How HOV Lanes Work and Why You Should Use Them

All across the country to deal with traffic, especially during rush hours, states have carpool lanes.

In Tennessee, since 1993, the state version is the High Occupancy Vehicle lanes (aka HOV lane), seen on major highways into and out of cities.

“They are a tool to promote ridesharing to reduce congestion on urban interstates,” the Tennessee Department of Transportation says. “The central concept for HOV lanes is to move more people rather than more cars.”

They are marked by white diamonds, as the innermost lane of interstates, and have wider, broken lines to set them apart.

Legally, during HOV hours, each vehicle in the lane must have at least two people in it, though there are some exceptions.

HOV Operational Hours
Monday – Friday
7 a.m. to 9 a.m. inbound
4 p.m. to 6 p.m. outbound

In the Middle Tennessee area (Davidson, Rutherford, Wilson and Williamson Counties), there are 121 miles of HOV lanes.

If you don’t follow those rules or meet an exception, you can be fined up to $50.

Exceptions include motorcycles and hybrid vehicles with the Smart Pass sticker.

Smart Pass

In 2009, Tennessee began letting certain cars apply for exceptions to the two-person HOV lane rule. This was called the Smart Pass. It allows hybrid vehicles to drive in high occupancy vehicle (HOV) lanes without satisfying the two-passenger minimum. Registered owners of qualifying hybrid vehicles can download an application to receive a small decal for their vehicle that allows them to drive in HOV lanes without additional passengers.

The state continues to extend the eligibility for Smart Pass to include more recent models of vehicles on the EPA’s list (click here to view the list). For example, Prius and other hybrids are also eligible for the pass. Similarly, new hybrids, such as the Ford C-Max, plug-in electric hybrids, such as the Chevrolet Volt, and all electric vehicles, such as the Nissan Leaf, are eligible.

HOV Benefits

  • HOV lanes move more people in fewer vehicles, reducing the demand for new highways.
  • HOV lanes increase the efficiency of existing highways.
  • HOV lanes reduce the use of personal resources such as time and fuel.
  • HOV lanes benefit drivers of single-occupant vehicles by taking car-poolers out of general use lanes.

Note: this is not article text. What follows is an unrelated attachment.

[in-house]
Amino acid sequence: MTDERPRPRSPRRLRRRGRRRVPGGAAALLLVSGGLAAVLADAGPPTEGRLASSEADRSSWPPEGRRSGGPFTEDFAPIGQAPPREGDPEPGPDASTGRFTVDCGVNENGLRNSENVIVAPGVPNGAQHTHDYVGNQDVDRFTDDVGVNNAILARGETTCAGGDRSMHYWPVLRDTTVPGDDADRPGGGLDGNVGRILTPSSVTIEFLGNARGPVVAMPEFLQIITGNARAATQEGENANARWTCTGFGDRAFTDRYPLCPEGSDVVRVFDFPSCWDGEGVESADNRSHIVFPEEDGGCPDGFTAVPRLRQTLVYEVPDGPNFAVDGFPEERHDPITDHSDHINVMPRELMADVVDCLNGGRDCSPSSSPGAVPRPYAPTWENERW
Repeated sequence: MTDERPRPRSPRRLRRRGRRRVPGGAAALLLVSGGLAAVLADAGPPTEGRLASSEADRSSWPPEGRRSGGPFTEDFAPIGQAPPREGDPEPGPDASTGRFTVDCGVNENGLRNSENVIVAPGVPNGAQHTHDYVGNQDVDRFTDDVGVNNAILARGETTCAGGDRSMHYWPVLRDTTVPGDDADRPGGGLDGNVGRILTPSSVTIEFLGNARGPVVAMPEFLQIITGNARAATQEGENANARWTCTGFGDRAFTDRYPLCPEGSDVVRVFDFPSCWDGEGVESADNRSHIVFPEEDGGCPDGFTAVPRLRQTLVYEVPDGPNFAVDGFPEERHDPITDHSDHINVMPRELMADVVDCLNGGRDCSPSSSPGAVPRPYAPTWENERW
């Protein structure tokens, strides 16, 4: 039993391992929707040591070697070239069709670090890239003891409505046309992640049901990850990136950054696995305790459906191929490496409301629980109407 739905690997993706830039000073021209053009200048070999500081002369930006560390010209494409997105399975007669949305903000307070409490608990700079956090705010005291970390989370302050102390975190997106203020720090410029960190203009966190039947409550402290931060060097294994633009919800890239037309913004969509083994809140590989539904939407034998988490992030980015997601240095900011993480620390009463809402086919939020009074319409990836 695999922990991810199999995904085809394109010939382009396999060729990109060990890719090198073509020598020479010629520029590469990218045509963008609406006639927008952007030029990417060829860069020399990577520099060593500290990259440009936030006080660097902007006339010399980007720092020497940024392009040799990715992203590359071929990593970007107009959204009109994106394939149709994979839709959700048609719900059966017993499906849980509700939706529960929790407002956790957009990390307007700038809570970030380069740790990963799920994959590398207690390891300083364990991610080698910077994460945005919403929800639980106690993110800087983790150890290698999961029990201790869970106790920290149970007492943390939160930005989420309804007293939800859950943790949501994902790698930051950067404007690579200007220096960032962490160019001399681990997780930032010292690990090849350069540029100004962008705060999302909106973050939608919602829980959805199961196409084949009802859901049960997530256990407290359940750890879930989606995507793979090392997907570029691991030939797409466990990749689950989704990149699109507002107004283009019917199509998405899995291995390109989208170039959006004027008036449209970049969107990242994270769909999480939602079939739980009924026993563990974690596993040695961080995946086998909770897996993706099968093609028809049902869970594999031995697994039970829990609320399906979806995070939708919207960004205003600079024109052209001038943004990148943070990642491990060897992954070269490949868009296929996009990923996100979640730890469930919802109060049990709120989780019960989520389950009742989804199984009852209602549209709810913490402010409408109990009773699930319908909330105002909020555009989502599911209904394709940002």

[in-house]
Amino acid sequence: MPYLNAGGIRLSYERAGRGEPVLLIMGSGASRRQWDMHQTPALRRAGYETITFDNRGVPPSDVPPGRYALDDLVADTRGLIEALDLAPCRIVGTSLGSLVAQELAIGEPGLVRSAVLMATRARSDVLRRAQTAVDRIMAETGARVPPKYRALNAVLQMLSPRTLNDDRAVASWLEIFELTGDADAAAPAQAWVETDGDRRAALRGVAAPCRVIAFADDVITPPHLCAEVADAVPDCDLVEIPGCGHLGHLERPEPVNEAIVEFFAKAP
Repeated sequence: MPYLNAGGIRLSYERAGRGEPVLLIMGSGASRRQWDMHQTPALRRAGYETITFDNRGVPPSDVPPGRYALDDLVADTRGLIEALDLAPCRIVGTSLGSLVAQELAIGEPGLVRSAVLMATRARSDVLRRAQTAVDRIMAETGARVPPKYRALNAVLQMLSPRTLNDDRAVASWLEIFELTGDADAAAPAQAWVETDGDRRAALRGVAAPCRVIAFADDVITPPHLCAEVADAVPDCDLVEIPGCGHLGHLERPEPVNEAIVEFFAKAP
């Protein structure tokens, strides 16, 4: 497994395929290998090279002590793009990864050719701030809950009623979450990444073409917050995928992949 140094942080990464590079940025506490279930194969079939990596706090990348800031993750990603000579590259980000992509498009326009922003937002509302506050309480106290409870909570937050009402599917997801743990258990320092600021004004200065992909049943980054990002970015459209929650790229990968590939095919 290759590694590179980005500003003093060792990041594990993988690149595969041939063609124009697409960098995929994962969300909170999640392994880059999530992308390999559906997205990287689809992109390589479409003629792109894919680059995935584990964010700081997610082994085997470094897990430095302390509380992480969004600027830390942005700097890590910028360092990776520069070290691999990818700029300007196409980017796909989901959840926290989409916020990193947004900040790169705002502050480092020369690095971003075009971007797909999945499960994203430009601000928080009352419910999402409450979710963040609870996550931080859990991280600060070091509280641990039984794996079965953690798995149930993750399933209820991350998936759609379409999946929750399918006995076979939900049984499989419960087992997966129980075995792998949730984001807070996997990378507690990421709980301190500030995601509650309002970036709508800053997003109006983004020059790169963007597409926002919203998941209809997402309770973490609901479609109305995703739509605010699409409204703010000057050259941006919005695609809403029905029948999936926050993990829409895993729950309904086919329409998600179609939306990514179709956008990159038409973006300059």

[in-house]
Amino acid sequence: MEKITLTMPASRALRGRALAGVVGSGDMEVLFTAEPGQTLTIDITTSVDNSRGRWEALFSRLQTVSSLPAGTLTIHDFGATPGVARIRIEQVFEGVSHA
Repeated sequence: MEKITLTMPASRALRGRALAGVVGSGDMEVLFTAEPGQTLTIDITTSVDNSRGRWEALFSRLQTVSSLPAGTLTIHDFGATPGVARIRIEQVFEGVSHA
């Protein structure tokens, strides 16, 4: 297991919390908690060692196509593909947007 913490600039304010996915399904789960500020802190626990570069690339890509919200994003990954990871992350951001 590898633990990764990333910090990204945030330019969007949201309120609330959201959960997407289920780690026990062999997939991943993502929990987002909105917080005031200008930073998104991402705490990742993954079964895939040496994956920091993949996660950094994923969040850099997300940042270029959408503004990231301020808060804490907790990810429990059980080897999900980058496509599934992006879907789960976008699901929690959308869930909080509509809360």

Related Reading: 5 Reasons You Should Carpool

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  1. Would somebody explain to me how allowing a single-occupant fuel-efficient car (electric or hybrid) in the HOV Lane helps the “more people, fewer cars” goal?

  2. I agree with Mike!
    Doing away with the HOV lanes (and all the money in signage, paint, enforcement) would be a good step in flowing traffic. Ticketing drivers going significantly slower than traffic in all but the right lane, or leaving huge gaps in front of them would also help flow traffic. Pull the HOV signs & replace with slower vehicles keep right/keep right except to pass.

  3. I’ve lived in multiple large cities throughout my life and have seen the huge, positive impact HOV lanes can have on traffic. At the time I lived there, Seattle was my favorite example. When properly used, even high traffic times can maintain a steady flow.

    The primary difference between cities where HOV lanes are effective and cities that experience low-marginal results seems to be how much drivers respect the law and the impact their decisions make on others. The more people respect the law and the system, the greater the impact It’s one traffic overall. Honestly, this isn’t even that complicated of a concept/system… (cause -> effect).

    Unfortunately, this system suffers the same Achilles heel that cripples many other systems: it falls apart when people don’t respect it. From what I can tell, it appears the roads of Nashville have a disproportionate amount of people who feel entitled to use the roads however they see fit regardless of the law or how it effects others. This ends up having a ripple effect that impacts traffic and those who witness the lanes being abused and think to themselves, “If those people don’t give a $#!÷, why should I?”

    If you’ve ever experienced how effective these lanes can be, you probably wouldn’t be so quick to throw the baby out with the bathwater. Instead, you’d want the system to be respected so it can work properly and fine violators sufficiently enough to weed out the bad apples from spoiling the bunch.

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